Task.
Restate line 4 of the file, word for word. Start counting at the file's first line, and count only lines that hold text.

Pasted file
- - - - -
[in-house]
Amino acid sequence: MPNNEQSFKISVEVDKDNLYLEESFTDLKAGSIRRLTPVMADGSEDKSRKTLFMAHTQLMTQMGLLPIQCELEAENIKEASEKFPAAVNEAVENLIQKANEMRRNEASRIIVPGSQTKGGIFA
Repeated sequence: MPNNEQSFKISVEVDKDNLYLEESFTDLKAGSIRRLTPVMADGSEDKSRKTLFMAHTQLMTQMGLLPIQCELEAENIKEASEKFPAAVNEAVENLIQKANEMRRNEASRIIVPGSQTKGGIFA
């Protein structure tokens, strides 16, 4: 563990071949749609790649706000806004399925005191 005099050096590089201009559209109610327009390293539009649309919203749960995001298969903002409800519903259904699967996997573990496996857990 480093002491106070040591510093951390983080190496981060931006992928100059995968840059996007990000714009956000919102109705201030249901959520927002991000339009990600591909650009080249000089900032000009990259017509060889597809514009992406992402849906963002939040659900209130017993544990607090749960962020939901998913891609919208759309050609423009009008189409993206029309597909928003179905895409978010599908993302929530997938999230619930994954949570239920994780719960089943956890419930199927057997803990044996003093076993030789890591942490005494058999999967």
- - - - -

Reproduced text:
């Protein structure tokens, strides 16, 4: 563990071949749609790649706000806004399925005191 005099050096590089201009559209109610327009390293539009649309919203749960995001298969903002409800519903259904699967996997573990496996857990 480093002491106070040591510093951390983080190496981060931006992928100059995968840059996007990000714009956000919102109705201030249901959520927002991000339009990600591909650009080249000089900032000009990259017509060889597809514009992406992402849906963002939040659900209130017993544990607090749960962020939901998913891609919208759309050609423009009008189409993206029309597909928003179905895409978010599908993302929530997938999230619930994954949570239920994780719960089943956890419930199927057997803990044996003093076993030789890591942490005494058999999967």